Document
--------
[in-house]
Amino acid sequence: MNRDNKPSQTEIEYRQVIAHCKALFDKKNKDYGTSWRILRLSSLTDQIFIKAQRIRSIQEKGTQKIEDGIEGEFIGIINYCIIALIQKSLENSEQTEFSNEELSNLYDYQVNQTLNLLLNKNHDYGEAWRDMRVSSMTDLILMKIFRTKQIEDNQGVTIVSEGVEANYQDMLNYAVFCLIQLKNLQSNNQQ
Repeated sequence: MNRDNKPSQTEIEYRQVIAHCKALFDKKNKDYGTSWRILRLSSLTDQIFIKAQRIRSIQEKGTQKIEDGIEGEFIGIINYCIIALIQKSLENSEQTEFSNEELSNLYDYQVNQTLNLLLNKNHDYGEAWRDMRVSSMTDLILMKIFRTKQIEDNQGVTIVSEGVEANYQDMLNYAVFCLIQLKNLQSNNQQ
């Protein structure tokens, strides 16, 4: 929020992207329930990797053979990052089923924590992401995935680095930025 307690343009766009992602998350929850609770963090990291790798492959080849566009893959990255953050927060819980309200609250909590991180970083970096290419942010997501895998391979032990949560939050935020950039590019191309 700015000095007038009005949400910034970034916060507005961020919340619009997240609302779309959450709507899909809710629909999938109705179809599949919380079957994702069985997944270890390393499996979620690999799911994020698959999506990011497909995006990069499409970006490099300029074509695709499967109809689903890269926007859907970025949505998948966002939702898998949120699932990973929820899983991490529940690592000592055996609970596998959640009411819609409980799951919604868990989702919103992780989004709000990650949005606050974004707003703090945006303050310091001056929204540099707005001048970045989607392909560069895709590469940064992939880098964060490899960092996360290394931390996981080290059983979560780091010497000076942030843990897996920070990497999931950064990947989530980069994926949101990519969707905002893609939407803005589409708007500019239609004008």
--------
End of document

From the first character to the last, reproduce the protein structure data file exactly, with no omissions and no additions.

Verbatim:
[in-house]
Amino acid sequence: MNRDNKPSQTEIEYRQVIAHCKALFDKKNKDYGTSWRILRLSSLTDQIFIKAQRIRSIQEKGTQKIEDGIEGEFIGIINYCIIALIQKSLENSEQTEFSNEELSNLYDYQVNQTLNLLLNKNHDYGEAWRDMRVSSMTDLILMKIFRTKQIEDNQGVTIVSEGVEANYQDMLNYAVFCLIQLKNLQSNNQQ
Repeated sequence: MNRDNKPSQTEIEYRQVIAHCKALFDKKNKDYGTSWRILRLSSLTDQIFIKAQRIRSIQEKGTQKIEDGIEGEFIGIINYCIIALIQKSLENSEQTEFSNEELSNLYDYQVNQTLNLLLNKNHDYGEAWRDMRVSSMTDLILMKIFRTKQIEDNQGVTIVSEGVEANYQDMLNYAVFCLIQLKNLQSNNQQ
């Protein structure tokens, strides 16, 4: 929020992207329930990797053979990052089923924590992401995935680095930025 307690343009766009992602998350929850609770963090990291790798492959080849566009893959990255953050927060819980309200609250909590991180970083970096290419942010997501895998391979032990949560939050935020950039590019191309 700015000095007038009005949400910034970034916060507005961020919340619009997240609302779309959450709507899909809710629909999938109705179809599949919380079957994702069985997944270890390393499996979620690999799911994020698959999506990011497909995006990069499409970006490099300029074509695709499967109809689903890269926007859907970025949505998948966002939702898998949120699932990973929820899983991490529940690592000592055996609970596998959640009411819609409980799951919604868990989702919103992780989004709000990650949005606050974004707003703090945006303050310091001056929204540099707005001048970045989607392909560069895709590469940064992939880098964060490899960092996360290394931390996981080290059983979560780091010497000076942030843990897996920070990497999931950064990947989530980069994926949101990519969707905002893609939407803005589409708007500019239609004008």